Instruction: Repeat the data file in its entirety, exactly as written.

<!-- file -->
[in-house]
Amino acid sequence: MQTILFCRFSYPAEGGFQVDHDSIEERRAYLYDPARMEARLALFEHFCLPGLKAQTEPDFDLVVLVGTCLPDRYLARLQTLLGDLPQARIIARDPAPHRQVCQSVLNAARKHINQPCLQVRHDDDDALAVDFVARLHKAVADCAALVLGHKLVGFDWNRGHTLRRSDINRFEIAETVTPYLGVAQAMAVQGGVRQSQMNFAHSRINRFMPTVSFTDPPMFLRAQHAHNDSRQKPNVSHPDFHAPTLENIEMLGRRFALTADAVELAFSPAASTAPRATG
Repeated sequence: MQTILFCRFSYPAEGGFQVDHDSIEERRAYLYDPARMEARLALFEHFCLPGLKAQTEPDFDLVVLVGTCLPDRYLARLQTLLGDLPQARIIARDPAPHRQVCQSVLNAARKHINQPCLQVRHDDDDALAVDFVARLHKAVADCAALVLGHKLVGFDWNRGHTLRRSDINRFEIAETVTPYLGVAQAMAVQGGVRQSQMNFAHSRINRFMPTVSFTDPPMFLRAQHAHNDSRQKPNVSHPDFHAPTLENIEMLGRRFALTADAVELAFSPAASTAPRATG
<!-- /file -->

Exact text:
[in-house]
Amino acid sequence: MQTILFCRFSYPAEGGFQVDHDSIEERRAYLYDPARMEARLALFEHFCLPGLKAQTEPDFDLVVLVGTCLPDRYLARLQTLLGDLPQARIIARDPAPHRQVCQSVLNAARKHINQPCLQVRHDDDDALAVDFVARLHKAVADCAALVLGHKLVGFDWNRGHTLRRSDINRFEIAETVTPYLGVAQAMAVQGGVRQSQMNFAHSRINRFMPTVSFTDPPMFLRAQHAHNDSRQKPNVSHPDFHAPTLENIEMLGRRFALTADAVELAFSPAASTAPRATG
Repeated sequence: MQTILFCRFSYPAEGGFQVDHDSIEERRAYLYDPARMEARLALFEHFCLPGLKAQTEPDFDLVVLVGTCLPDRYLARLQTLLGDLPQARIIARDPAPHRQVCQSVLNAARKHINQPCLQVRHDDDDALAVDFVARLHKAVADCAALVLGHKLVGFDWNRGHTLRRSDINRFEIAETVTPYLGVAQAMAVQGGVRQSQMNFAHSRINRFMPTVSFTDPPMFLRAQHAHNDSRQKPNVSHPDFHAPTLENIEMLGRRFALTADAVELAFSPAASTAPRATG